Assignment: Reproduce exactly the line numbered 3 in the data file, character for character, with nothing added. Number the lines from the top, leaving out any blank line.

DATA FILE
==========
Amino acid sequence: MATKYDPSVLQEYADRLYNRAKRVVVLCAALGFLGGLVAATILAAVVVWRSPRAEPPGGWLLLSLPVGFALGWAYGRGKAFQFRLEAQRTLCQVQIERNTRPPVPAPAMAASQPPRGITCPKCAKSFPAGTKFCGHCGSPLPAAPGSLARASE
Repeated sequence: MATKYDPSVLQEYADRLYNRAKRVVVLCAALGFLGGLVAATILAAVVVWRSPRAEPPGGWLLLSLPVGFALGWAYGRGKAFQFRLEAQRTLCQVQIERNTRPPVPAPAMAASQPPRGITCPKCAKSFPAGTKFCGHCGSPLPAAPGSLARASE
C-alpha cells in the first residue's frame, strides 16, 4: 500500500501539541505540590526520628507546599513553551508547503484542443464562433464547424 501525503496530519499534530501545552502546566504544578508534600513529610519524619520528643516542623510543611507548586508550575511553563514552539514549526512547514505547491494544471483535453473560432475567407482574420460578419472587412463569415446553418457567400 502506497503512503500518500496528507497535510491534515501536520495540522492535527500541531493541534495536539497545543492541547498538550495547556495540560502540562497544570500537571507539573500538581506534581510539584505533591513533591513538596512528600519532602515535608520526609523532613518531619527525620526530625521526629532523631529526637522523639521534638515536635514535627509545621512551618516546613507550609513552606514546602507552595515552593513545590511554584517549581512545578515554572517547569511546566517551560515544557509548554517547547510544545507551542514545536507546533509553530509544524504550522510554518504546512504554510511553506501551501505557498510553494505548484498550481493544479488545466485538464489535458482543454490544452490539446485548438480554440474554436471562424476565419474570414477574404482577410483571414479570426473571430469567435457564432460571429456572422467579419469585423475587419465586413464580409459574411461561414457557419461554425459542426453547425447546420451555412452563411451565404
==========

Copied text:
C-alpha cells in the first residue's frame, strides 16, 4: 500500500501539541505540590526520628507546599513553551508547503484542443464562433464547424 501525503496530519499534530501545552502546566504544578508534600513529610519524619520528643516542623510543611507548586508550575511553563514552539514549526512547514505547491494544471483535453473560432475567407482574420460578419472587412463569415446553418457567400 502506497503512503500518500496528507497535510491534515501536520495540522492535527500541531493541534495536539497545543492541547498538550495547556495540560502540562497544570500537571507539573500538581506534581510539584505533591513533591513538596512528600519532602515535608520526609523532613518531619527525620526530625521526629532523631529526637522523639521534638515536635514535627509545621512551618516546613507550609513552606514546602507552595515552593513545590511554584517549581512545578515554572517547569511546566517551560515544557509548554517547547510544545507551542514545536507546533509553530509544524504550522510554518504546512504554510511553506501551501505557498510553494505548484498550481493544479488545466485538464489535458482543454490544452490539446485548438480554440474554436471562424476565419474570414477574404482577410483571414479570426473571430469567435457564432460571429456572422467579419469585423475587419465586413464580409459574411461561414457557419461554425459542426453547425447546420451555412452563411451565404